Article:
Somaliland: Journalists who fled grave human rights violations in Mogadishu under threat of expulsion
Amnesty International today expressed concern at the Somaliland Government's order of expulsion against 24 Somali
journalists who had fled to the Somaliland capital of Hargeisa from violence and grave human rights violations against
media workers in Mogadishu.
The journalists, who worked for Shabelle Media, Hornafrik Media Network, Simba Radio and Dayniile On-line, fled from
Mogadishu over the last three months.
The majority arrived in Hargeisa after the recent increase in fighting in Mogadishu in November. The Somaliland
Government has allowed numerous people displaced by the conflict in southern and central Somalia to enter Somaliland and
find safety there. The displaced 24 journalists are being supported by the officially-recognized Somaliland Journalists
Yesterday (4 December), the Somaliland Commissioner of Police, General Mohamed Dubad Sangadhi, told them, "Your presence
here is endangering the national security of Somaliland, therefore, this is an order, you must leave this country in 24
hours, failing which you will be taken to a court of law." The Commissioner of Police was later interviewed by the BBC
Somali Service, and quoted as stating these journalists were threatening the security of Somaliland by writing stories
against "our Ethiopian friends." Today, Somaliland Government officials stated that the deadline for them to leave had
been extended for a number of days.
A number of the 24 journalists had shortly before this incident told an Amnesty International delegation visiting
Hargeisa that they had been subject to repeated death threats during their work in Mogadishu. They also stated they had
been targeted to be killed, either by members of the security forces of the Transitional Federal Government of Somalia
(TFG) and the Ethiopian military force supporting it, or by the insurgents or unidentified armed men. Some had also been
briefly detained by TFG militias on 18 September 2007, during a raid on the offices of Shabelle Media.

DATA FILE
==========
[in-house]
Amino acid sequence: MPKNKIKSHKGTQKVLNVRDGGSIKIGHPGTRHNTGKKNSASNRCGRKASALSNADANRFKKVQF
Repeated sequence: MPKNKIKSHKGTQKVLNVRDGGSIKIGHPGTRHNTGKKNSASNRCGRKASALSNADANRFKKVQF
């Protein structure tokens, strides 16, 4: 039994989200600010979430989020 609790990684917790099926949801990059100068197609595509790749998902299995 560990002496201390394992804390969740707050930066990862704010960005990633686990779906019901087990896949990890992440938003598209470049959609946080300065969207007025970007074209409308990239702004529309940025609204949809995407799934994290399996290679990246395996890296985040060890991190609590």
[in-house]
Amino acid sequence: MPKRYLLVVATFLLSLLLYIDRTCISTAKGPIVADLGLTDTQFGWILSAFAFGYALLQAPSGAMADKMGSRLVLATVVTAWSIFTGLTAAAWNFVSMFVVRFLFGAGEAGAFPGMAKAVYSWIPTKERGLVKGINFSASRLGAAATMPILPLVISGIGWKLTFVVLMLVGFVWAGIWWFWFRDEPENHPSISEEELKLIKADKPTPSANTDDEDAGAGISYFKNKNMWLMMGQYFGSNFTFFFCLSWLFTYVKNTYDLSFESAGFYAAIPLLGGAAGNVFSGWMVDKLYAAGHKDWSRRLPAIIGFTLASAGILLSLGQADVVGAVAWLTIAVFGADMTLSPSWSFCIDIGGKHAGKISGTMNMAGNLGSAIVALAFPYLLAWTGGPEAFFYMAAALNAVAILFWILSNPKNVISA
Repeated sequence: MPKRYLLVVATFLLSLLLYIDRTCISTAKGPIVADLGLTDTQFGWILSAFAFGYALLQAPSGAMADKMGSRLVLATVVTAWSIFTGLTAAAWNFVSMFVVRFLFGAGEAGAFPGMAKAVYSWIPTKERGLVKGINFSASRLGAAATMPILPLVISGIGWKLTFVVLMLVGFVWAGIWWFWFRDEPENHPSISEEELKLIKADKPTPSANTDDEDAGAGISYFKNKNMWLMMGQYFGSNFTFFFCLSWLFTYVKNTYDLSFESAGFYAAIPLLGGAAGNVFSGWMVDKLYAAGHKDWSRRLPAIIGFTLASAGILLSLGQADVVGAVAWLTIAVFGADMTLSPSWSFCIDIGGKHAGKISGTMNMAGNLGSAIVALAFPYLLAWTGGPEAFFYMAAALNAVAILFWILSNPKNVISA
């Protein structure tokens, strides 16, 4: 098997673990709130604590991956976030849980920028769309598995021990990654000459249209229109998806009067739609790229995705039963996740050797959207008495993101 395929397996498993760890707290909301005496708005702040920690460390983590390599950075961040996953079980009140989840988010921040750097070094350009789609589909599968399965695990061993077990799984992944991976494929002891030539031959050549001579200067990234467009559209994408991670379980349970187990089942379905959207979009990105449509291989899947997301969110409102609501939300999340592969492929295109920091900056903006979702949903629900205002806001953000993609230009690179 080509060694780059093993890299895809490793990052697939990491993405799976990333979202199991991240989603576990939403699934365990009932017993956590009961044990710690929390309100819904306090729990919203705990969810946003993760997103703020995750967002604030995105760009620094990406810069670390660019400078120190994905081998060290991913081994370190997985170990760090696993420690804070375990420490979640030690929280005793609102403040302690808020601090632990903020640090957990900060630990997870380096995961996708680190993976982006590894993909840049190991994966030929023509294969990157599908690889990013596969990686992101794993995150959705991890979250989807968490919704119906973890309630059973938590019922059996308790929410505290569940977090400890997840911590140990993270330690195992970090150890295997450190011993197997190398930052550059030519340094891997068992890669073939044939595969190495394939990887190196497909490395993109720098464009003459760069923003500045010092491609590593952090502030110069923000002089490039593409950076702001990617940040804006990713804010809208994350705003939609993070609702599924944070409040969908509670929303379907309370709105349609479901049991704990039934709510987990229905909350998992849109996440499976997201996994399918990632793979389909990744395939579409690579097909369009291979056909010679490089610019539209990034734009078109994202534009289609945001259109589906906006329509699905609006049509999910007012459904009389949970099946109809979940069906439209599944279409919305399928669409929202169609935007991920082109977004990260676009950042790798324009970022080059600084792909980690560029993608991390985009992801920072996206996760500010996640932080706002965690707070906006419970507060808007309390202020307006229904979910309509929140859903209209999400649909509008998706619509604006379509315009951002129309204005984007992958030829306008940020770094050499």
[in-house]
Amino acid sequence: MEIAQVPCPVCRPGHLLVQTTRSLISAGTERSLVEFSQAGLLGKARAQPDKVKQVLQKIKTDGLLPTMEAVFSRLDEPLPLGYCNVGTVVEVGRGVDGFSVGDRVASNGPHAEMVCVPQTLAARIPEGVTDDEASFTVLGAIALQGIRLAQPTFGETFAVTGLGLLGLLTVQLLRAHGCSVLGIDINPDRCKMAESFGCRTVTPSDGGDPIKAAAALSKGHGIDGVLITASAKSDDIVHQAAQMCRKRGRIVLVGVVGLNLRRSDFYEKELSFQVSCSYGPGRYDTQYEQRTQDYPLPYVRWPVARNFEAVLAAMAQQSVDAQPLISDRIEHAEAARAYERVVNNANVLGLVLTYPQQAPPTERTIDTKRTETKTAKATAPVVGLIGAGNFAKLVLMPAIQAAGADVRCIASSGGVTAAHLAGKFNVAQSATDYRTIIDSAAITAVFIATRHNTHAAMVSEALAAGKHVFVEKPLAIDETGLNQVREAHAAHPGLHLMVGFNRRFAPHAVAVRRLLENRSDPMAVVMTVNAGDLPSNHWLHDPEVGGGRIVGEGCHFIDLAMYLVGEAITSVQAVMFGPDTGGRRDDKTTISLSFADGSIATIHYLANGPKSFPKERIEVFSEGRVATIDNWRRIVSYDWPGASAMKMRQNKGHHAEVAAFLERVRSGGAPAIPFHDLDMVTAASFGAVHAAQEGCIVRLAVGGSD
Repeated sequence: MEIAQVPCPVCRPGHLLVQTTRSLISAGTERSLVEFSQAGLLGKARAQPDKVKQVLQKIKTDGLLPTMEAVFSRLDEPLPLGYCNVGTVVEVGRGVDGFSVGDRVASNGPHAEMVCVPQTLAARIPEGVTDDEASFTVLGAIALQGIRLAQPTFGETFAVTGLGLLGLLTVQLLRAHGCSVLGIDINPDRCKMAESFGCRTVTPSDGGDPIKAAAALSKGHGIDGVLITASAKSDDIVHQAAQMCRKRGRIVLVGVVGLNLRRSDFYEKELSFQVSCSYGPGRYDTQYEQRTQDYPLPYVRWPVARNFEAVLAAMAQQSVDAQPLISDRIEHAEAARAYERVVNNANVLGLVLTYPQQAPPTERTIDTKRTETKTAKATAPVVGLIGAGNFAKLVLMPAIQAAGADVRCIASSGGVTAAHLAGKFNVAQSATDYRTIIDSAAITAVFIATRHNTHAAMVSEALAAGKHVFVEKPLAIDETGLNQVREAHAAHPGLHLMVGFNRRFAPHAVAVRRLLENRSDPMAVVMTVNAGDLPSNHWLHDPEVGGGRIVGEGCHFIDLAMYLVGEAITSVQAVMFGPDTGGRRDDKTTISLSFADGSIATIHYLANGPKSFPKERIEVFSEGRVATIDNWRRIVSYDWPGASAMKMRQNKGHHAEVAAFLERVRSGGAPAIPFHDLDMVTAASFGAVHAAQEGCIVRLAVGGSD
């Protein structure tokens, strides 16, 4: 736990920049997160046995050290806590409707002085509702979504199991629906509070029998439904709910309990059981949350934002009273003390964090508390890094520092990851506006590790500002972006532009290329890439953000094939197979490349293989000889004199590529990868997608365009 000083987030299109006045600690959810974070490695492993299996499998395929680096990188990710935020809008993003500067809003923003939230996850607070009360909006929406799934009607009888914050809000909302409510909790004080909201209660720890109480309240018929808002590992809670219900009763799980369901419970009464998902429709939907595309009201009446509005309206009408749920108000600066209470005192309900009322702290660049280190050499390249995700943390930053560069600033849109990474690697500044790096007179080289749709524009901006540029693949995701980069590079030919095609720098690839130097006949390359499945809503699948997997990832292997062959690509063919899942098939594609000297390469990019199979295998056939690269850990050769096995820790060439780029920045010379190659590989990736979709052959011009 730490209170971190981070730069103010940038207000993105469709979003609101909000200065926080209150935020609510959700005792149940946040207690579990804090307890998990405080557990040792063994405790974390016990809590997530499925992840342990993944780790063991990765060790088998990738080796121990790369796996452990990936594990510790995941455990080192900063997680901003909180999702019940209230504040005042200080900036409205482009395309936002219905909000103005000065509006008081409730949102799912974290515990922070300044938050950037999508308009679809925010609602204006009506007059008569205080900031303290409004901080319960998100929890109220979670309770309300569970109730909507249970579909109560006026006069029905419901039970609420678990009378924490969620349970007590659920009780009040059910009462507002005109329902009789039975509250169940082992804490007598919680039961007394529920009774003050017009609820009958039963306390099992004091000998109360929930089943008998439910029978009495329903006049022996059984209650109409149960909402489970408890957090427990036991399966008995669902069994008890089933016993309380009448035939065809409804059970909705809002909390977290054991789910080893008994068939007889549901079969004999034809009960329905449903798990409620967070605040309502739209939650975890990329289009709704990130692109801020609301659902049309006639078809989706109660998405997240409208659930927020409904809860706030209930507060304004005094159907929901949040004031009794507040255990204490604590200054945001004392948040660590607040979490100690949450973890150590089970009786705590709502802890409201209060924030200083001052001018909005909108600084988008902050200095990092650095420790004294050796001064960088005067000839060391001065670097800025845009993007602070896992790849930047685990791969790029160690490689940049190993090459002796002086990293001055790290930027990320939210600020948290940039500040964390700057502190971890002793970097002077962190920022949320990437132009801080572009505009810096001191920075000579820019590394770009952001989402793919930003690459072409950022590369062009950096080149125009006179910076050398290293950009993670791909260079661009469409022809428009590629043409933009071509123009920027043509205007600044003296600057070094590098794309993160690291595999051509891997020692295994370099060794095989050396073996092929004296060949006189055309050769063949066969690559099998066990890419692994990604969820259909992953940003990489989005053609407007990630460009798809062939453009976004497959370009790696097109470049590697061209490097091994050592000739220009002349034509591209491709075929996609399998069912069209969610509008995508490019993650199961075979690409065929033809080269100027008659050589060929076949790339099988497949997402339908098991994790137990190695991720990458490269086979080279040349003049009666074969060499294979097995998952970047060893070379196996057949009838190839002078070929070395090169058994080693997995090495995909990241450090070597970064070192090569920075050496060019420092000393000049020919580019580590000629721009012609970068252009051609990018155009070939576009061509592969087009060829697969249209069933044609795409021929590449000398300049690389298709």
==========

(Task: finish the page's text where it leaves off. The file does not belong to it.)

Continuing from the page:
Amnesty International is gravely concerned that by expelling these 24 journalists, the Government of Somaliland would be
undermining its obligation to protect them. As persons displaced by violence and fleeing from the threat of grave human
rights abuses, the primary concern of the Government of Somaliland should be to ensure their safety. Any arbitrary
expulsion of those displaced would violate their human rights and put their safety at risk.
Amnesty calls upon the Government of Somaliland not to expel these journalists, and to continue to provide them with
protection and safety if they wish to stay in Somaliland. Their human rights should be respected in Somaliland,
including their right to freedom of expression. To Amnesty International's knowledge, they have committed no offence in
Somaliland and] representatives of the Government of Somaliland have indicated that they are not accused of any crime.
The situation for journalists in Somalia has continued to deteriorate, with at least eight journalists killed with
impunity this year. The TFG has repeatedly shut down media houses and arrested journalists, although usually only for
short periods, with Shabelle Media, Simba Radio and Banadir Radio stations all closed down in the last month. A recent
new media law imposes new restrictions on the private media, and has led to virtually all media being shut down until
yesterday (4 December). Journalists also receive frequent death threats believed to come from armed groups opposed to
the TFG and Ethiopian troops, as a result of their coverage of the conflict and their reporting on human rights
violations and violations of international humanitarian law by all parties to the conflict.
Somaliland declared independence from Somalia in 1991 after the overthrow of the former Siad Barre government, and
continues to seek international recognition. It is the only part of the former Somali Republic to have a government
elected under a multi-party democratic system, and a functioning system of governance.